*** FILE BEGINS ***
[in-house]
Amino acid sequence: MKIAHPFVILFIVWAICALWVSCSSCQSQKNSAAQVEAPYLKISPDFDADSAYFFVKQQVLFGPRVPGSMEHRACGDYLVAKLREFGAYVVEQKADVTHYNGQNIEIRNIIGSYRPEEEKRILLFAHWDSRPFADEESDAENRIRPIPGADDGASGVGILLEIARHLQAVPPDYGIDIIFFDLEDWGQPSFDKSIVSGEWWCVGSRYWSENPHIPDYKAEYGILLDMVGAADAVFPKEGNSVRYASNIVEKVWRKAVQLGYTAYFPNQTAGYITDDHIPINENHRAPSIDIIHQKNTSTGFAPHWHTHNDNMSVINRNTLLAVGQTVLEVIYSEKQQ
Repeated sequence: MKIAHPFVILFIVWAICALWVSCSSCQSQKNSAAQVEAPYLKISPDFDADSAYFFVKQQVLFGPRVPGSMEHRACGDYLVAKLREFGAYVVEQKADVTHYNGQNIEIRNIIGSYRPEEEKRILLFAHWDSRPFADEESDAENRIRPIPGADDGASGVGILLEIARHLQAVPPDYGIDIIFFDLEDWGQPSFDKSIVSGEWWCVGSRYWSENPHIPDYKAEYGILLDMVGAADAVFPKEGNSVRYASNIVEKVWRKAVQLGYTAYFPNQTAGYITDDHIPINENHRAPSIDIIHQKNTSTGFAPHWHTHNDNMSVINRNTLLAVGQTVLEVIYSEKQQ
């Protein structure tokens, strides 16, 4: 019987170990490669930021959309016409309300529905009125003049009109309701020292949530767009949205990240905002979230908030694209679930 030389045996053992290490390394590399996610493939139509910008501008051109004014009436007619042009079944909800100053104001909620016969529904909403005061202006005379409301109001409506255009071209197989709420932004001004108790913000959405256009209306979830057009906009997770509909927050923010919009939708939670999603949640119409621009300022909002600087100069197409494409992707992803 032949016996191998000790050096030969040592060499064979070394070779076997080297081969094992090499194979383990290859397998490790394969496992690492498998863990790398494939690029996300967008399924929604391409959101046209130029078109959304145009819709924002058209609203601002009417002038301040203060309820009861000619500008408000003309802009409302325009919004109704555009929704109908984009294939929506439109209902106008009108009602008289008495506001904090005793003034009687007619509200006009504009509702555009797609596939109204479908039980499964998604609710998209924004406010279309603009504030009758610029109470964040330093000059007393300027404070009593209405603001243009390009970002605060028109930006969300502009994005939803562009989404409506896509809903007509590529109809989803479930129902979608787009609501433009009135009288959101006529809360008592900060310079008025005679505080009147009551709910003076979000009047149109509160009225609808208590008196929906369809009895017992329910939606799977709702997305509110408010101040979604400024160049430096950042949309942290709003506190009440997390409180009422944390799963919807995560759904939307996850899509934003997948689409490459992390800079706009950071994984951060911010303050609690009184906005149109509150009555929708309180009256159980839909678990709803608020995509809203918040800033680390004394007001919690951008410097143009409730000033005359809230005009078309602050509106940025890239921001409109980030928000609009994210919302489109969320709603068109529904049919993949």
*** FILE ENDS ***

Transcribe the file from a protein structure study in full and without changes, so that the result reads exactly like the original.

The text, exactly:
[in-house]
Amino acid sequence: MKIAHPFVILFIVWAICALWVSCSSCQSQKNSAAQVEAPYLKISPDFDADSAYFFVKQQVLFGPRVPGSMEHRACGDYLVAKLREFGAYVVEQKADVTHYNGQNIEIRNIIGSYRPEEEKRILLFAHWDSRPFADEESDAENRIRPIPGADDGASGVGILLEIARHLQAVPPDYGIDIIFFDLEDWGQPSFDKSIVSGEWWCVGSRYWSENPHIPDYKAEYGILLDMVGAADAVFPKEGNSVRYASNIVEKVWRKAVQLGYTAYFPNQTAGYITDDHIPINENHRAPSIDIIHQKNTSTGFAPHWHTHNDNMSVINRNTLLAVGQTVLEVIYSEKQQ
Repeated sequence: MKIAHPFVILFIVWAICALWVSCSSCQSQKNSAAQVEAPYLKISPDFDADSAYFFVKQQVLFGPRVPGSMEHRACGDYLVAKLREFGAYVVEQKADVTHYNGQNIEIRNIIGSYRPEEEKRILLFAHWDSRPFADEESDAENRIRPIPGADDGASGVGILLEIARHLQAVPPDYGIDIIFFDLEDWGQPSFDKSIVSGEWWCVGSRYWSENPHIPDYKAEYGILLDMVGAADAVFPKEGNSVRYASNIVEKVWRKAVQLGYTAYFPNQTAGYITDDHIPINENHRAPSIDIIHQKNTSTGFAPHWHTHNDNMSVINRNTLLAVGQTVLEVIYSEKQQ
């Protein structure tokens, strides 16, 4: 019987170990490669930021959309016409309300529905009125003049009109309701020292949530767009949205990240905002979230908030694209679930 030389045996053992290490390394590399996610493939139509910008501008051109004014009436007619042009079944909800100053104001909620016969529904909403005061202006005379409301109001409506255009071209197989709420932004001004108790913000959405256009209306979830057009906009997770509909927050923010919009939708939670999603949640119409621009300022909002600087100069197409494409992707992803 032949016996191998000790050096030969040592060499064979070394070779076997080297081969094992090499194979383990290859397998490790394969496992690492498998863990790398494939690029996300967008399924929604391409959101046209130029078109959304145009819709924002058209609203601002009417002038301040203060309820009861000619500008408000003309802009409302325009919004109704555009929704109908984009294939929506439109209902106008009108009602008289008495506001904090005793003034009687007619509200006009504009509702555009797609596939109204479908039980499964998604609710998209924004406010279309603009504030009758610029109470964040330093000059007393300027404070009593209405603001243009390009970002605060028109930006969300502009994005939803562009989404409506896509809903007509590529109809989803479930129902979608787009609501433009009135009288959101006529809360008592900060310079008025005679505080009147009551709910003076979000009047149109509160009225609808208590008196929906369809009895017992329910939606799977709702997305509110408010101040979604400024160049430096950042949309942290709003506190009440997390409180009422944390799963919807995560759904939307996850899509934003997948689409490459992390800079706009950071994984951060911010303050609690009184906005149109509150009555929708309180009256159980839909678990709803608020995509809203918040800033680390004394007001919690951008410097143009409730000033005359809230005009078309602050509106940025890239921001409109980030928000609009994210919302489109969320709603068109529904049919993949």